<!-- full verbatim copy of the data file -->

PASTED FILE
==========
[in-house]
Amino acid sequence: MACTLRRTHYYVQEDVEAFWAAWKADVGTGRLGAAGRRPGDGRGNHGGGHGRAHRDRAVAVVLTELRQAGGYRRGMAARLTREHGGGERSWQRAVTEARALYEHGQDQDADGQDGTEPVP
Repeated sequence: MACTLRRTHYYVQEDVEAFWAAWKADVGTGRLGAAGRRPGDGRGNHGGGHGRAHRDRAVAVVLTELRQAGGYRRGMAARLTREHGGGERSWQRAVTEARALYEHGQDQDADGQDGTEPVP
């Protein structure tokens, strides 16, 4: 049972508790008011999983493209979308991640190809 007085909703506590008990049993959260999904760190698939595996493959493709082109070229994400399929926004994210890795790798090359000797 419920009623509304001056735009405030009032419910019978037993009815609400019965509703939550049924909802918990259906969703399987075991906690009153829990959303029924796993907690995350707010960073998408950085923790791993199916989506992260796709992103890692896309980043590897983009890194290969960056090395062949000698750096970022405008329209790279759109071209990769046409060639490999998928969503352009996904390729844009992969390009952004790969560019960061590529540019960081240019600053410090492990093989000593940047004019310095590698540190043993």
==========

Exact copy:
[in-house]
Amino acid sequence: MACTLRRTHYYVQEDVEAFWAAWKADVGTGRLGAAGRRPGDGRGNHGGGHGRAHRDRAVAVVLTELRQAGGYRRGMAARLTREHGGGERSWQRAVTEARALYEHGQDQDADGQDGTEPVP
Repeated sequence: MACTLRRTHYYVQEDVEAFWAAWKADVGTGRLGAAGRRPGDGRGNHGGGHGRAHRDRAVAVVLTELRQAGGYRRGMAARLTREHGGGERSWQRAVTEARALYEHGQDQDADGQDGTEPVP
């Protein structure tokens, strides 16, 4: 049972508790008011999983493209979308991640190809 007085909703506590008990049993959260999904760190698939595996493959493709082109070229994400399929926004994210890795790798090359000797 419920009623509304001056735009405030009032419910019978037993009815609400019965509703939550049924909802918990259906969703399987075991906690009153829990959303029924796993907690995350707010960073998408950085923790791993199916989506992260796709992103890692896309980043590897983009890194290969960056090395062949000698750096970022405008329209790279759109071209990769046409060639490999998928969503352009996904390729844009992969390009952004790969560019960061590529540019960081240019600053410090492990093989000593940047004019310095590698540190043993």